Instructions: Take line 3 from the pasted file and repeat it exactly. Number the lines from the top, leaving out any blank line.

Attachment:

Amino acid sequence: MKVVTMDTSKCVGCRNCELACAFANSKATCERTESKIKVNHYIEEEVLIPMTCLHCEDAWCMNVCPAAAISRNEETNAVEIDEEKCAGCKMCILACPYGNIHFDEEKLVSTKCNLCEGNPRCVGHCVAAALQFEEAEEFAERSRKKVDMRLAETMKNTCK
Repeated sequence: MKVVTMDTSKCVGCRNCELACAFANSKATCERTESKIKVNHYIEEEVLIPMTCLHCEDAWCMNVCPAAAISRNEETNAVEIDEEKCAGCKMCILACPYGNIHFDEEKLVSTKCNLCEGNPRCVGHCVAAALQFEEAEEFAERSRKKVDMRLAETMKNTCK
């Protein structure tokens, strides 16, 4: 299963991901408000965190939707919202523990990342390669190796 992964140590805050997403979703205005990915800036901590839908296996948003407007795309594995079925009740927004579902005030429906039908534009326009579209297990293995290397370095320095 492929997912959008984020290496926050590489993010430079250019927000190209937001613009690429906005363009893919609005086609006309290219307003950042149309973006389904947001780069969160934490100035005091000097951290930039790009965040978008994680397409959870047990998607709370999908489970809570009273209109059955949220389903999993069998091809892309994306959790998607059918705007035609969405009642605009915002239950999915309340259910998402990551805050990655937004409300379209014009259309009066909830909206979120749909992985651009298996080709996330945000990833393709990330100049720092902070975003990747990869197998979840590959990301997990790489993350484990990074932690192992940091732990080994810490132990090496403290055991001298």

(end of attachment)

């Protein structure tokens, strides 16, 4: 299963991901408000965190939707919202523990990342390669190796 992964140590805050997403979703205005990915800036901590839908296996948003407007795309594995079925009740927004579902005030429906039908534009326009579209297990293995290397370095320095 492929997912959008984020290496926050590489993010430079250019927000190209937001613009690429906005363009893919609005086609006309290219307003950042149309973006389904947001780069969160934490100035005091000097951290930039790009965040978008994680397409959870047990998607709370999908489970809570009273209109059955949220389903999993069998091809892309994306959790998607059918705007035609969405009642605009915002239950999915309340259910998402990551805050990655937004409300379209014009259309009066909830909206979120749909992985651009298996080709996330945000990833393709990330100049720092902070975003990747990869197998979840590959990301997990790489993350484990990074932690192992940091732990080994810490132990090496403290055991001298």